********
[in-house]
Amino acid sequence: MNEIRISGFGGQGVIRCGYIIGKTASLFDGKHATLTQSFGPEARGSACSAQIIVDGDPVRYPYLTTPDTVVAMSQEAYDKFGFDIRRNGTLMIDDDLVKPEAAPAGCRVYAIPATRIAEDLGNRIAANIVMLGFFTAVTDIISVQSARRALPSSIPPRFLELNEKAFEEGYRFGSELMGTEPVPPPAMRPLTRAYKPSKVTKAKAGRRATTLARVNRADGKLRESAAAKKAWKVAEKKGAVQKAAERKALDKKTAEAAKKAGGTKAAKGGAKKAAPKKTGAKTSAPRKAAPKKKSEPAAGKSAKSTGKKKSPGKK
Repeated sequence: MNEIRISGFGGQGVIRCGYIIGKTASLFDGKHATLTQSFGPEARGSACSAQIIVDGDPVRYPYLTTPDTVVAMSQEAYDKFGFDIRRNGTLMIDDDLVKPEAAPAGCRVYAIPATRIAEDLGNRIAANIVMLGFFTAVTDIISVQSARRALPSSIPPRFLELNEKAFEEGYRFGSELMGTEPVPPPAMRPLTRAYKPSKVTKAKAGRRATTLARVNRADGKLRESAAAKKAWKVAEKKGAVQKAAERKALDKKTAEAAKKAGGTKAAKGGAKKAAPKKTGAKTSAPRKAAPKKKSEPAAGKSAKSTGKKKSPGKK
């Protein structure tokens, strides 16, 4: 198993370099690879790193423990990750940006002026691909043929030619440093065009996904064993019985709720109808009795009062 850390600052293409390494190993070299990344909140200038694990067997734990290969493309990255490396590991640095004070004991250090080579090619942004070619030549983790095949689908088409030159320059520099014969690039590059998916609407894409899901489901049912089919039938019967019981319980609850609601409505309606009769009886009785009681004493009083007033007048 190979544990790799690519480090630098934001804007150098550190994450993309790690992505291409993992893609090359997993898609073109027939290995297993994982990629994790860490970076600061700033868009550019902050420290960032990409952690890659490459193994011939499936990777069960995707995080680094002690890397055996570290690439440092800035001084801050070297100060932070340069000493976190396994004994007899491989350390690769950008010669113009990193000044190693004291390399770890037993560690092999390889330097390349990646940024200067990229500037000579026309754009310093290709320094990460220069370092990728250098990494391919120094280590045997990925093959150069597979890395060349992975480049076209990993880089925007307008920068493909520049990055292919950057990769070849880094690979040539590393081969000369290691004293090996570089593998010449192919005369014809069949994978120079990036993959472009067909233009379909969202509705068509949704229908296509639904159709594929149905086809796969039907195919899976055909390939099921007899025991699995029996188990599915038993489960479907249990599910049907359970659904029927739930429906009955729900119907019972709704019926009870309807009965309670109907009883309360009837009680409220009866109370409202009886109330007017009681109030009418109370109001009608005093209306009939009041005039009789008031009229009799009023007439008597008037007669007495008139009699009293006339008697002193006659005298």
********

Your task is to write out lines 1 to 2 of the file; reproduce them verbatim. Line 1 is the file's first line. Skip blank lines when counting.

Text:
[in-house]
Amino acid sequence: MNEIRISGFGGQGVIRCGYIIGKTASLFDGKHATLTQSFGPEARGSACSAQIIVDGDPVRYPYLTTPDTVVAMSQEAYDKFGFDIRRNGTLMIDDDLVKPEAAPAGCRVYAIPATRIAEDLGNRIAANIVMLGFFTAVTDIISVQSARRALPSSIPPRFLELNEKAFEEGYRFGSELMGTEPVPPPAMRPLTRAYKPSKVTKAKAGRRATTLARVNRADGKLRESAAAKKAWKVAEKKGAVQKAAERKALDKKTAEAAKKAGGTKAAKGGAKKAAPKKTGAKTSAPRKAAPKKKSEPAAGKSAKSTGKKKSPGKK